ICT facilited social accountability mechanisms

TitleICT facilited social accountability mechanisms
Publication TypeConference Paper
Author(s)Wildermuth, N.
Affiliation (1st Author)Roskilde University, CBIT
Section or WGParticipatory Communication Research Section
DateWed 26 June
Slot CodePCRW2b
Slot Code (Keyword)PCRW2b
Time of Session11:00-12:30
Session Title‘New’ media technologies generating participatory action
Submission ID7255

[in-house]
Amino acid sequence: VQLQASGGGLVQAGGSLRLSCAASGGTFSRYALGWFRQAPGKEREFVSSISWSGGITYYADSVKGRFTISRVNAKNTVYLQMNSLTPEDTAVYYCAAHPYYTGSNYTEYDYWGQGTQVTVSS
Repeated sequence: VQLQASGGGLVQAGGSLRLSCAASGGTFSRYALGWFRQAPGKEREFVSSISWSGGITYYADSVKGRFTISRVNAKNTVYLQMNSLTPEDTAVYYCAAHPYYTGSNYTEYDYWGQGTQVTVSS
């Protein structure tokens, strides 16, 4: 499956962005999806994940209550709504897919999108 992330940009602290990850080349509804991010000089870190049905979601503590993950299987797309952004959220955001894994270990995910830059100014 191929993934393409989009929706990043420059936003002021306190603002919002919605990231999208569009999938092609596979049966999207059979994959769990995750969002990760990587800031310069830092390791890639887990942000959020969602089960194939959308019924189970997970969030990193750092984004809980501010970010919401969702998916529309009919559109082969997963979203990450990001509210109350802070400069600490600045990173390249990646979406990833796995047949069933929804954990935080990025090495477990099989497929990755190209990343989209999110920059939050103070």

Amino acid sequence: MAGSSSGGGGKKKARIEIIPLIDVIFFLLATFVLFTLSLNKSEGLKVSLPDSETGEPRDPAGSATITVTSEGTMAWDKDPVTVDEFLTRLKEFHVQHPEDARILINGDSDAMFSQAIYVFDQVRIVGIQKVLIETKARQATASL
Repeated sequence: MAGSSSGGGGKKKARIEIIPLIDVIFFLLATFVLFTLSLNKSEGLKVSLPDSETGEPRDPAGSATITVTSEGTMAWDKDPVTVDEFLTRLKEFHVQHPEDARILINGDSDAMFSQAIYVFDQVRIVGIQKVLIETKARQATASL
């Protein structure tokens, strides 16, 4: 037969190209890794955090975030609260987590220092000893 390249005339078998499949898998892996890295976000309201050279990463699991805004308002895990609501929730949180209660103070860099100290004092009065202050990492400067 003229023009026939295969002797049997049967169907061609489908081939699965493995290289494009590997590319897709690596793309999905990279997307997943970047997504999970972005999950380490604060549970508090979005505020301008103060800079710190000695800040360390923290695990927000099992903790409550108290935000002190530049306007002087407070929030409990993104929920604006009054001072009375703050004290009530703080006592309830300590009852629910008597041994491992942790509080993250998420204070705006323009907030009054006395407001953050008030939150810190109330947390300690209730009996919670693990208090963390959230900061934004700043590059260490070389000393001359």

In government, the use of ICTs holds a promise to increase state-led, ‘horizontal’ mechanisms of accountability and transparency, counteracting corruption and poor performance through a more efficient administration and increased flows of information. Thus the employment of ICTs by the executive may strengthen governance and improve interaction between government and citizens. No less important, a new generation of social accountability, transparency and civil auditing initiatives seek to facilitate citizens’ direct interaction with public service providers and government counterparts through the creation of a solid evidence base for networked advocacy and citizen ‘voice’. Nowadays, increased attention is thus paid to initiatives that seek to engage citizens in social accountability for the public good of society, securing development based on democratic, rights-based and socially inclusive practices of governance (Velleman 2010). For citizens to be engaged, they need information to be aware, communication to organize actions, organisation to make their action more effective and feedback to have results. Citizen media and ICT-facilitated processes of communication can be used in these contexts as strategic mechanism in support of citizens’ actions. It is this participation of citizens that distinguishes social accountability, transparency and civil auditing initiatives from conventional, state-led accountability mechanisms. Moreover, they have proven particularly useful in the context of decentralization, helping to strengthen links between citizens and local-level authorities and service-providers (Malena 2004). Finally, they stress the continued importance of cooperation between civil society, communities and the state. In my paper I will explore the implementation of respective, citizen-led initiatives provides opportunities to improve service delivery and enhance socioeconomic growth and development based on recent field work in Kenya. In specific I will present and discuss major challenges for the scaled-up utilisation of digital networked ICTs (i.e. social media, networked/online applications and mobile phones and their ‘hybrid’ combination with traditional media) with reference to the two Kenyan civil society organisations National Taxpayer Association (NTA) and Social Development Network (SODNET) and their cooperation directed at the testing of the innovative Huduma platform/process.

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